With a few close misses on the rain over the past ten days, unfortunately the farm has really started to dry out again. Irrigation restarted on the veggie beds today, with two water wagons, generators, pumps and drip tape redeployed up and down the ridge.

Our young turkeys have moved out of the brooder.

Our pastures have lost that vibrant green glow they were showing last week, and although there seems to be quite a bit of grass out there now, I am concerned that this might be the last gasp for the pasture plants for the year. We typically graze until the first week of November, but if we only have one more turn through our pasture rotation, I don’t think we’ll get past the end of September. We have secured a pretty healthy supply of winter hay, and even made some of our own, so we might just squeak through the year by a breadth. It is a bit alarming to consider just how much rain we’ll need to make up for the deficit this summer has put us in, and a local farmer shared with me yesterday his belief that we’ll need weather systems coming in from the ocean, rather than as they usually do from the west, to change our current situation much.

This year’s bull has just one horn.

The rental bull arrived on the farm yesterday, and went in with the beef herd to get to work. He came from Rotokawa Estates, in Hardwick MA, and he is a new bull for us. Cows are pregnant for about nine and a half months, or 285 days, so we expect calves to start arriving on the scene next June some time. There is always some doubt about how quickly a bull will start breeding the cows, and there are lots of factors that go into that process. Depending on the cow’s heat cycles, the bull’s assertiveness and how easily he integrates into the herd, we expect breeding to get going within a day or two. By comparison, the ram is mounting and breeding ewes within a minute or two of going in with them in November.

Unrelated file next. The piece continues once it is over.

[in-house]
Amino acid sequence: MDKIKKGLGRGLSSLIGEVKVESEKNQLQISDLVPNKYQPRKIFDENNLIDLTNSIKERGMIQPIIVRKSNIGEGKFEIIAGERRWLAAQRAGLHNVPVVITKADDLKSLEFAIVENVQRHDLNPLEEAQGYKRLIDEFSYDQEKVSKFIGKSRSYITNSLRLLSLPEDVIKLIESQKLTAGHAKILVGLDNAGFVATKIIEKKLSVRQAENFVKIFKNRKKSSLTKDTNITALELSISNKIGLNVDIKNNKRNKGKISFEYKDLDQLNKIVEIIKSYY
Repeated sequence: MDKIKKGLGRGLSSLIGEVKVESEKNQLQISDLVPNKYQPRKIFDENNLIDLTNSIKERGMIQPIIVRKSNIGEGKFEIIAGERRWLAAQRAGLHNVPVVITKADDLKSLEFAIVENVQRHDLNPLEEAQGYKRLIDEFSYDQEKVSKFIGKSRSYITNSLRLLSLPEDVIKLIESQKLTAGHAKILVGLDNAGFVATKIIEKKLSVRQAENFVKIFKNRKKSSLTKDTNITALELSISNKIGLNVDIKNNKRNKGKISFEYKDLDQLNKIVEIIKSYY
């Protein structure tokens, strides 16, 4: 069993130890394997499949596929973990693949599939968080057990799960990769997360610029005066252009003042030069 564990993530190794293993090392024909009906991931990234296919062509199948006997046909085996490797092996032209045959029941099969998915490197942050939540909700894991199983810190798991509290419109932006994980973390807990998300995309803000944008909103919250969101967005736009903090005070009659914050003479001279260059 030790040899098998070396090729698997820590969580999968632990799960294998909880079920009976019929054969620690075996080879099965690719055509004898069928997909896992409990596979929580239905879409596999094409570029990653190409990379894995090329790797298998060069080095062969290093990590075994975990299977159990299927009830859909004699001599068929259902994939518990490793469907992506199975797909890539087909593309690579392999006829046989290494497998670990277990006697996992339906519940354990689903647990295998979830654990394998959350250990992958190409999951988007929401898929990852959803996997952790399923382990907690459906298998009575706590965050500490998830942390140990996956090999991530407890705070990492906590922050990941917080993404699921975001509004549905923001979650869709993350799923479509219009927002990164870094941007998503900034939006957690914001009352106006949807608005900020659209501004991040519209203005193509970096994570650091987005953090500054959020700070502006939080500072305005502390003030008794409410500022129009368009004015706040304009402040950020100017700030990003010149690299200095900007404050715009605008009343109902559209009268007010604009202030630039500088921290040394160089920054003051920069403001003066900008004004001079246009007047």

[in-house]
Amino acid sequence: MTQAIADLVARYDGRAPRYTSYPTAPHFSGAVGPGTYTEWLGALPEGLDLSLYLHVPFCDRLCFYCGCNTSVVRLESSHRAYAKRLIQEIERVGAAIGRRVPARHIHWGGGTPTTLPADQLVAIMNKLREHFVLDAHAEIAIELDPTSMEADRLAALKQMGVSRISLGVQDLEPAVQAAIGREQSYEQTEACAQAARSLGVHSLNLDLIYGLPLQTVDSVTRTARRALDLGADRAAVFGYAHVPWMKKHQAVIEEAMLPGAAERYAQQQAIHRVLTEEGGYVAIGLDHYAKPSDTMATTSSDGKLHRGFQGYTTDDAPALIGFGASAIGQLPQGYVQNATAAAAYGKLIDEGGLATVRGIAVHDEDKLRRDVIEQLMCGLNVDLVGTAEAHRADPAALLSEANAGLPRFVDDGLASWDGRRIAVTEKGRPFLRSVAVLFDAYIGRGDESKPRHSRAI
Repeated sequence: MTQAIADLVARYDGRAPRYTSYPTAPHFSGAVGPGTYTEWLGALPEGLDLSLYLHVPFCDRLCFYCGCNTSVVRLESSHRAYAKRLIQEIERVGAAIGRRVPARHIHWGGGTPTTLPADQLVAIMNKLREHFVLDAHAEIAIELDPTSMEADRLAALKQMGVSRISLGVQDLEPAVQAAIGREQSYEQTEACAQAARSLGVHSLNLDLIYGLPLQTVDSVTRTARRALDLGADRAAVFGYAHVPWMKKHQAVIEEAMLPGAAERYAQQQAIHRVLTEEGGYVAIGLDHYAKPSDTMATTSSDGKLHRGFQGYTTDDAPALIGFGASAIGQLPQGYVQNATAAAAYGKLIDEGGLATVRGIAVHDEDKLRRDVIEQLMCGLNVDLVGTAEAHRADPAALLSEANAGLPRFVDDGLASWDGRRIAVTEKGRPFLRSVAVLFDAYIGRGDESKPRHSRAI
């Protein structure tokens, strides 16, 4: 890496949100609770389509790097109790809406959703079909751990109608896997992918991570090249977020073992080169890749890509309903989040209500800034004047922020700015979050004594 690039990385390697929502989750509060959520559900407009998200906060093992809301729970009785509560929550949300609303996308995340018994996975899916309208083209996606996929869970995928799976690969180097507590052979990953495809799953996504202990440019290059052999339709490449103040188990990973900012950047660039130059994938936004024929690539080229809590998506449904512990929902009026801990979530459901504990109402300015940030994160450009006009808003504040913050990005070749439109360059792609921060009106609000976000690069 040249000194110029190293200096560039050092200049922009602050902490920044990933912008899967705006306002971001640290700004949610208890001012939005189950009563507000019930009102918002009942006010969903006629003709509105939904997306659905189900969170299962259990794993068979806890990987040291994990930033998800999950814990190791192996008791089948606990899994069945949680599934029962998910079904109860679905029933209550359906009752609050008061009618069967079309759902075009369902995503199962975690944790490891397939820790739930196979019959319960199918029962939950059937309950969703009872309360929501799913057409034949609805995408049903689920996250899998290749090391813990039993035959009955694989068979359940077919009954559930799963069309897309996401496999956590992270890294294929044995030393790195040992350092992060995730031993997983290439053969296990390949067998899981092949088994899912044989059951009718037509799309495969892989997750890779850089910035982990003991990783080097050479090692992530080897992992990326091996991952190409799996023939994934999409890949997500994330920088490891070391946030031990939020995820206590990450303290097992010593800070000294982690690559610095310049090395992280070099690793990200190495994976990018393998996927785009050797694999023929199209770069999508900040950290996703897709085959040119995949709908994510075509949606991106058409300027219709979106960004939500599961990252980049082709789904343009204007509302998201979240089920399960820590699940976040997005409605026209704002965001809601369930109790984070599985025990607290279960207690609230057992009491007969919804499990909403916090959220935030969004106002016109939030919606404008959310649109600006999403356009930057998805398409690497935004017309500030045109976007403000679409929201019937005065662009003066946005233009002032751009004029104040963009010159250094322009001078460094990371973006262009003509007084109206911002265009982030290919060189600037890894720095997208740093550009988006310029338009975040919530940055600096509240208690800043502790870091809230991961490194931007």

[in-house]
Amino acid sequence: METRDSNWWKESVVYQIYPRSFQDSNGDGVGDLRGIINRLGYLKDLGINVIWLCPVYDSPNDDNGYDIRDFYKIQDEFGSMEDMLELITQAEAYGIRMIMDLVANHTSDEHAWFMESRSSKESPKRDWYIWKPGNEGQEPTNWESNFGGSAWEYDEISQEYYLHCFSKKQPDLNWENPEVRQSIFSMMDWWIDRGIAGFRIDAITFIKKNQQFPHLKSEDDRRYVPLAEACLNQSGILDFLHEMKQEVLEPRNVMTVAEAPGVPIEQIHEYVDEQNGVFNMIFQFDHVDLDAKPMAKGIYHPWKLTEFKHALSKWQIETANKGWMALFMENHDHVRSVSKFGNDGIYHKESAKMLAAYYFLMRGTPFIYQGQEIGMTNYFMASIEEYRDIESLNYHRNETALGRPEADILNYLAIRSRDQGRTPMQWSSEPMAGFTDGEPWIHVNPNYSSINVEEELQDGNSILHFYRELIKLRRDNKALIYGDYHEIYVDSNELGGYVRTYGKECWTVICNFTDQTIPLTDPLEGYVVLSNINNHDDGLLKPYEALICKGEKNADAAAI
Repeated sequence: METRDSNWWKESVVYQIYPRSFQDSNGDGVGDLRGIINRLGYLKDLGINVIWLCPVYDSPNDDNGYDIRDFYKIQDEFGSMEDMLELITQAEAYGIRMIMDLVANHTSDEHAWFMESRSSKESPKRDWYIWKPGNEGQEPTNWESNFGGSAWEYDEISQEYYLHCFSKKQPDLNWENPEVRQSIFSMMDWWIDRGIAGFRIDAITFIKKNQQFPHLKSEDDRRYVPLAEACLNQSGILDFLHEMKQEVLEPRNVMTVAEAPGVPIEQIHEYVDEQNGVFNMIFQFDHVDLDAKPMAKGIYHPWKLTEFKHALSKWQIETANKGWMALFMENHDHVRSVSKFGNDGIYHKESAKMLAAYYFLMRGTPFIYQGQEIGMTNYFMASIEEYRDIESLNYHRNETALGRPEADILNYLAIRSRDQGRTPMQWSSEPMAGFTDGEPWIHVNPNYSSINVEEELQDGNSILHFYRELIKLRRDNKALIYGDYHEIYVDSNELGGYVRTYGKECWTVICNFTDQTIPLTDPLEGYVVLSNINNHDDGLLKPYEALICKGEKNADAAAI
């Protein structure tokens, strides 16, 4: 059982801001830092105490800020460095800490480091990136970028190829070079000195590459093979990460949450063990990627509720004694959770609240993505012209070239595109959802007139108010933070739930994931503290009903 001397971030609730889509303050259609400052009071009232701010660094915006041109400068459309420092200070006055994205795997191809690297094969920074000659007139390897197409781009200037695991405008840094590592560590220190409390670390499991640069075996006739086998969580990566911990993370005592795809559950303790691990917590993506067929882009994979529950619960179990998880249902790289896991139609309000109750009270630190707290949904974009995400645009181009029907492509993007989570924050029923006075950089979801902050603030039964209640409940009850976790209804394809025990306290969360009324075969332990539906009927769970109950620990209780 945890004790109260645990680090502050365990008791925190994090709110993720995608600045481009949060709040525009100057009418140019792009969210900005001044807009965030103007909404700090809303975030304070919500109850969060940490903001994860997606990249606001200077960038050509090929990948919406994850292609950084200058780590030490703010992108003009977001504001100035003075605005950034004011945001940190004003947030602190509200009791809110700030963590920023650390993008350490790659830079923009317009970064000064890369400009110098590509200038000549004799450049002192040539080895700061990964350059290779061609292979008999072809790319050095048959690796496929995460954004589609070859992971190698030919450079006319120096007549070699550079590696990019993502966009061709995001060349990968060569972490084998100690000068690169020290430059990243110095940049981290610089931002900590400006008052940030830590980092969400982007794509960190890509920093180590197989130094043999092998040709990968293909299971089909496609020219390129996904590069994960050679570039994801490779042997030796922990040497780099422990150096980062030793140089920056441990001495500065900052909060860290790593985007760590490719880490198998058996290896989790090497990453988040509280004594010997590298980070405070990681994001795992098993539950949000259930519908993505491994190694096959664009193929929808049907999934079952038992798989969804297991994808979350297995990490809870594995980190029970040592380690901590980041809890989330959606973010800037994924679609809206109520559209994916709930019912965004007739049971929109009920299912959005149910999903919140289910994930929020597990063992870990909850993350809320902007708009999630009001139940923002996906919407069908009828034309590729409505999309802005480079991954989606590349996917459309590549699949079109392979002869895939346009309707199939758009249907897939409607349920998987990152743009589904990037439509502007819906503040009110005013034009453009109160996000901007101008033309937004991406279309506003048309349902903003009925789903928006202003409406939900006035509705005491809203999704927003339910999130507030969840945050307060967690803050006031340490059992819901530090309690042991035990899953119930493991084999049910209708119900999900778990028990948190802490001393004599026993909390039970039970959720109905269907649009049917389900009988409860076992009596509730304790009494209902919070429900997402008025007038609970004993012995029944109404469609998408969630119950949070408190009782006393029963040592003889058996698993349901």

Our forest thinning project has continued through this week, with semi-truck loads of chip heading down the hill on a regular schedule all day. I have not had chance to walk down to see the work, but I am getting very positive reports from our forester who is on site to inspect twice per week.

We harvested storage onions from the Flat-Field early this week, and they have been setup to cure in the greenhouse under a shade tarp. The garlic is in, the pumpkins come in next week, the beans have been harvested and the veggie season shows signs of nearing the end.

Although there are plenty of crops that we will tend and harvest all the way to the first frost, we’ve passed some of the big landmarks of the season here at the first week of September.


Broilers in the freezer

Our broilers came back from Stillman Quality Meats at the end of last week, and they are in the walk-in freezer ready for sale. This will be our first try at raising birds for sale, and we are all eager to see what the demand out there is like.



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